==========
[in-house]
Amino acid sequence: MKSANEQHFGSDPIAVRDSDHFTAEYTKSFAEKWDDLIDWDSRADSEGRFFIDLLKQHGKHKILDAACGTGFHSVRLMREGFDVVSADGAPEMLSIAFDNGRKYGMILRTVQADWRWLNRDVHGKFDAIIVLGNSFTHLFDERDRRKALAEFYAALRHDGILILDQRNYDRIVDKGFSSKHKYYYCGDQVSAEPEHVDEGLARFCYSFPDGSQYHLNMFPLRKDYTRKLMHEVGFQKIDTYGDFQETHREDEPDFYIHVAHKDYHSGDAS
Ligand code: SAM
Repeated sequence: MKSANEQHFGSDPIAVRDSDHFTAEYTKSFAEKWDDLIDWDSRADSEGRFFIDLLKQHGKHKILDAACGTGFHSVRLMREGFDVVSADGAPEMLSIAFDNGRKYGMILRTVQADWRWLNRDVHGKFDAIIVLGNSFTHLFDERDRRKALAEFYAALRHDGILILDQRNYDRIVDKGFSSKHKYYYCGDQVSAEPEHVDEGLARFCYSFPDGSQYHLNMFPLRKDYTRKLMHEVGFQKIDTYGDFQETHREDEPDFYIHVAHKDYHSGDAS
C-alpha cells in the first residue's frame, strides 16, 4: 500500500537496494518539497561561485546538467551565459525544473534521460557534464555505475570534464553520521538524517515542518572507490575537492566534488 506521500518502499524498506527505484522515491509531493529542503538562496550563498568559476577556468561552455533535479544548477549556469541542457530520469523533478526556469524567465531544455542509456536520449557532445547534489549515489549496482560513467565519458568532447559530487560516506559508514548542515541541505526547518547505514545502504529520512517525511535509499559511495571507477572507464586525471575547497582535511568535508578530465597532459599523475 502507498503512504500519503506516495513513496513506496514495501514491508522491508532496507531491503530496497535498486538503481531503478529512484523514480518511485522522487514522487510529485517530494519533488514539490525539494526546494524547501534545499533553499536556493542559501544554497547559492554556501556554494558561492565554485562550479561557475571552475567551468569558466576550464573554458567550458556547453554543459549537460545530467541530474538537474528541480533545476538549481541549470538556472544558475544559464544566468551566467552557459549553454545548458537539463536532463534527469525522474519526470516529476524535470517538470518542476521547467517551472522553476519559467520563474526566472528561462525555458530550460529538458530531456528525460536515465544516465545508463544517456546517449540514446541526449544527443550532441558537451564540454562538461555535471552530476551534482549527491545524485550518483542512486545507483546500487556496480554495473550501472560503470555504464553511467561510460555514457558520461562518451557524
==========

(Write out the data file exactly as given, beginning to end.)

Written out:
[in-house]
Amino acid sequence: MKSANEQHFGSDPIAVRDSDHFTAEYTKSFAEKWDDLIDWDSRADSEGRFFIDLLKQHGKHKILDAACGTGFHSVRLMREGFDVVSADGAPEMLSIAFDNGRKYGMILRTVQADWRWLNRDVHGKFDAIIVLGNSFTHLFDERDRRKALAEFYAALRHDGILILDQRNYDRIVDKGFSSKHKYYYCGDQVSAEPEHVDEGLARFCYSFPDGSQYHLNMFPLRKDYTRKLMHEVGFQKIDTYGDFQETHREDEPDFYIHVAHKDYHSGDAS
Ligand code: SAM
Repeated sequence: MKSANEQHFGSDPIAVRDSDHFTAEYTKSFAEKWDDLIDWDSRADSEGRFFIDLLKQHGKHKILDAACGTGFHSVRLMREGFDVVSADGAPEMLSIAFDNGRKYGMILRTVQADWRWLNRDVHGKFDAIIVLGNSFTHLFDERDRRKALAEFYAALRHDGILILDQRNYDRIVDKGFSSKHKYYYCGDQVSAEPEHVDEGLARFCYSFPDGSQYHLNMFPLRKDYTRKLMHEVGFQKIDTYGDFQETHREDEPDFYIHVAHKDYHSGDAS
C-alpha cells in the first residue's frame, strides 16, 4: 500500500537496494518539497561561485546538467551565459525544473534521460557534464555505475570534464553520521538524517515542518572507490575537492566534488 506521500518502499524498506527505484522515491509531493529542503538562496550563498568559476577556468561552455533535479544548477549556469541542457530520469523533478526556469524567465531544455542509456536520449557532445547534489549515489549496482560513467565519458568532447559530487560516506559508514548542515541541505526547518547505514545502504529520512517525511535509499559511495571507477572507464586525471575547497582535511568535508578530465597532459599523475 502507498503512504500519503506516495513513496513506496514495501514491508522491508532496507531491503530496497535498486538503481531503478529512484523514480518511485522522487514522487510529485517530494519533488514539490525539494526546494524547501534545499533553499536556493542559501544554497547559492554556501556554494558561492565554485562550479561557475571552475567551468569558466576550464573554458567550458556547453554543459549537460545530467541530474538537474528541480533545476538549481541549470538556472544558475544559464544566468551566467552557459549553454545548458537539463536532463534527469525522474519526470516529476524535470517538470518542476521547467517551472522553476519559467520563474526566472528561462525555458530550460529538458530531456528525460536515465544516465545508463544517456546517449540514446541526449544527443550532441558537451564540454562538461555535471552530476551534482549527491545524485550518483542512486545507483546500487556496480554495473550501472560503470555504464553511467561510460555514457558520461562518451557524